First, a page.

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PETS

Q: This may seem like a stupid question, but I'll ask it anyway. How does one "pill" a parrot?

-- F.W.

A: You don't "pill" a parrot. Here's a rundown of the options when it comes to medicating a bird:

Adding water-soluble medications to drinking water. Adding medication to water is easiest, but it has its drawbacks. There's little control over dosage because you can't count on a bird to drink any set amount of water.

Offering medicated feeds. This has the same pros and cons as medicated water. It's easy to offer medicated feed, but there's no way of making sure any of it gets inside the bird.

Using a syringe or eyedropper. Accuracy of dosage is a benefit of giving medication orally -- assuming it's possible to get the stuff in him instead of dribbling it everywhere but down his throat.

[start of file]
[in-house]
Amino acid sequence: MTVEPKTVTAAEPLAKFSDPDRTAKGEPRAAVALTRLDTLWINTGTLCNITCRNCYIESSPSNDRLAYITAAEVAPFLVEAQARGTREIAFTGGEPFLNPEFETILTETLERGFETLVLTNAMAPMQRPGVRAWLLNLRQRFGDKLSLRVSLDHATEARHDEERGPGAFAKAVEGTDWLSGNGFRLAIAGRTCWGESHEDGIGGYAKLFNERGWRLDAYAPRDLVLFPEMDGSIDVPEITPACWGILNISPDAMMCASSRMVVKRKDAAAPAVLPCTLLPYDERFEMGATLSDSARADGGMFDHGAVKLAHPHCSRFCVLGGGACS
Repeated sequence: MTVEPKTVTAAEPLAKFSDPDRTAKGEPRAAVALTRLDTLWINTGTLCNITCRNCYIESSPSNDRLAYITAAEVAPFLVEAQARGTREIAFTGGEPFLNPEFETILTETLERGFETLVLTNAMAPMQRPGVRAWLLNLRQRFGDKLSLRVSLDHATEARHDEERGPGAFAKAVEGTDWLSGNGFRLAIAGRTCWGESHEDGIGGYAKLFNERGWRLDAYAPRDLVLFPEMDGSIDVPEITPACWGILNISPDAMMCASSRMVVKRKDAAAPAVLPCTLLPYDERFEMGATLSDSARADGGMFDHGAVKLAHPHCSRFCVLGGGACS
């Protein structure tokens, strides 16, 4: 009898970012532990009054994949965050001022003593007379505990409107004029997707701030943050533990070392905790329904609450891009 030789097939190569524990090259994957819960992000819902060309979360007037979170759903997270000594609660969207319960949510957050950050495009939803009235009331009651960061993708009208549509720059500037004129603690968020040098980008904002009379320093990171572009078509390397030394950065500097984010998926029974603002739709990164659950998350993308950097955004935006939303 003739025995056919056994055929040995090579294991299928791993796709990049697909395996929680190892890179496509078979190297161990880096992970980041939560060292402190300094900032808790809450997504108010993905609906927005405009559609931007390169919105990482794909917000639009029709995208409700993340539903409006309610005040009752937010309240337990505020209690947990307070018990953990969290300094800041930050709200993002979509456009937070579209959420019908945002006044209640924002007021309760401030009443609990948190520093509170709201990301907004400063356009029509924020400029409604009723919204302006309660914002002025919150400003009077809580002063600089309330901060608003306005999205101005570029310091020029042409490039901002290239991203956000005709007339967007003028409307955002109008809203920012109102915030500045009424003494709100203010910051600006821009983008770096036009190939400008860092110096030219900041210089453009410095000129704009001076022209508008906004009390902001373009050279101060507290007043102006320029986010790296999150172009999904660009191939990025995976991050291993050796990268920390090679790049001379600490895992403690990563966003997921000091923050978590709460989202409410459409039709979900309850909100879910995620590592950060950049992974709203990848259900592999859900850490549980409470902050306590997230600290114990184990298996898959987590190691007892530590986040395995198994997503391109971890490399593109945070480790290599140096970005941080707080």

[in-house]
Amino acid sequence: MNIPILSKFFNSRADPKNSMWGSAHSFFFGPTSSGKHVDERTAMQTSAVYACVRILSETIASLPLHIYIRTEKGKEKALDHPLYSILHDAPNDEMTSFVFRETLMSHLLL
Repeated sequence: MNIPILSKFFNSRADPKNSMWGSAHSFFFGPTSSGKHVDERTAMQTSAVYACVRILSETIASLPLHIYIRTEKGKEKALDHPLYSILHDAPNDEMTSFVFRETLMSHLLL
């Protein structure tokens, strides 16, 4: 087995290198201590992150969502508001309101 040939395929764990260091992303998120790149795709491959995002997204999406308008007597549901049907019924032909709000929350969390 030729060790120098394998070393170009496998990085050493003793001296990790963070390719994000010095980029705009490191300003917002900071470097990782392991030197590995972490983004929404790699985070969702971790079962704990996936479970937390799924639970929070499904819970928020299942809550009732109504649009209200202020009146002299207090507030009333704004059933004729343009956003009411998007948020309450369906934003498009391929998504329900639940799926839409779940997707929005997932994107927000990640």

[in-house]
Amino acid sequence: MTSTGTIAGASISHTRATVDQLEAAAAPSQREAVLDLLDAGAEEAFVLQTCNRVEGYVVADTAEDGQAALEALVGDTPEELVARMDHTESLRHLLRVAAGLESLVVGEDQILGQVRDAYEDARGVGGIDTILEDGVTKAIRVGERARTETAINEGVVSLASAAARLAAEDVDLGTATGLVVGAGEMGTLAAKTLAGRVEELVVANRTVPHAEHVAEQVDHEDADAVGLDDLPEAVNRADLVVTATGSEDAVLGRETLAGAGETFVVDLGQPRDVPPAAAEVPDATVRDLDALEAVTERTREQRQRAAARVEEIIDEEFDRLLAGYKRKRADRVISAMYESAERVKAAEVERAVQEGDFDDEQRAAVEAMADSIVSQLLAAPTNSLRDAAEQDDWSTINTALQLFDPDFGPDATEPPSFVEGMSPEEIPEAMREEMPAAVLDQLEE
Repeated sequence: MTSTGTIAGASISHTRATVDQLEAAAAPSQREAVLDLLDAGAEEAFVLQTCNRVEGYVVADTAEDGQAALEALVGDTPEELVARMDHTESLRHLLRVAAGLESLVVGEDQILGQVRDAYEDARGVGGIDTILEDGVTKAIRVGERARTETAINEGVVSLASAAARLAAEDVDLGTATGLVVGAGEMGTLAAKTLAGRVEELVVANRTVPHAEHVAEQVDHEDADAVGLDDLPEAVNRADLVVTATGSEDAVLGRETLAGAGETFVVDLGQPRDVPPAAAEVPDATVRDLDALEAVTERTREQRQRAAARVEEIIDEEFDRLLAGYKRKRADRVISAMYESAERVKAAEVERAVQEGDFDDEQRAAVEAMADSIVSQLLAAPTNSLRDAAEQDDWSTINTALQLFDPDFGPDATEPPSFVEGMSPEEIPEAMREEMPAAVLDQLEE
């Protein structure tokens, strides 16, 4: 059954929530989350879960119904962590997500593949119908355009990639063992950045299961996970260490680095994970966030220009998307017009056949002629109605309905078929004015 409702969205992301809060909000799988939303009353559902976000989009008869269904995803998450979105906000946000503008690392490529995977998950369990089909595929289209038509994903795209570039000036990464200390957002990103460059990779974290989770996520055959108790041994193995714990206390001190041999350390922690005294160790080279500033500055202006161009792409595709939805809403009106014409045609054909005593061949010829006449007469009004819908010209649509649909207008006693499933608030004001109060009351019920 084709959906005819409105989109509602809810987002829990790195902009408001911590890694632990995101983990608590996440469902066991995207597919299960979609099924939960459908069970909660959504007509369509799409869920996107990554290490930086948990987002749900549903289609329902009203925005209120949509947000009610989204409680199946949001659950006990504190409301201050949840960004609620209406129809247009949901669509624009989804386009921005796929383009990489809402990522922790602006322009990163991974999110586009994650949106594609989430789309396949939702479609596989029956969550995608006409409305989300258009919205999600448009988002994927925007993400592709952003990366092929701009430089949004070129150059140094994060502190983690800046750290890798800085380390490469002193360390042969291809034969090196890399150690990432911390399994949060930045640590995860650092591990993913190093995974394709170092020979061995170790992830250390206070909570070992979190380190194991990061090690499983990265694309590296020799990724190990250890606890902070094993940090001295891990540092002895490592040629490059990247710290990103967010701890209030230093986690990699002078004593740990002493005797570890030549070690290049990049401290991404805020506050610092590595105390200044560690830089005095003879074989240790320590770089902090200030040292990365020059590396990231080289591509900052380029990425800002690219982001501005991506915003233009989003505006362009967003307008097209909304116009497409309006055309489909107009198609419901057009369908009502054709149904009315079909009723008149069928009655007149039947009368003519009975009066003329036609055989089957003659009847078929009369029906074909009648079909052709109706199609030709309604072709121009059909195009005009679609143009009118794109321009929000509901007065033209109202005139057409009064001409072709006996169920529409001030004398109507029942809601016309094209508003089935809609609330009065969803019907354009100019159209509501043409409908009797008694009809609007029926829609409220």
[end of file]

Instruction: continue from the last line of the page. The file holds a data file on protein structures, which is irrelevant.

The downside: A bird isn't likely to sit still for this procedure, and he'll have to be restrained by being wrapped in a towel.

Giving an injection. High marks for accuracy, and once the owner is used to injecting the bird, high marks for ease as well.

When a bird needs medication, either short-term or for life, it's essential that the bird's caregiver and the veterinarian are on the same page when it comes to how to administer medication.

One final thing to remember about medications: Keep on giving them even if a bird seems to feel better. Or at least, don't stop early unless your veterinarian says it's OK.

In addition to this syndicated column on pet advice, a locally written column is often prepared as a public service by the Niagara Frontier Veterinary Society. Send questions to Pets, P.O. Box 1252, Buffalo, N.Y. 14205 or to the Web site at nfvs.online.org.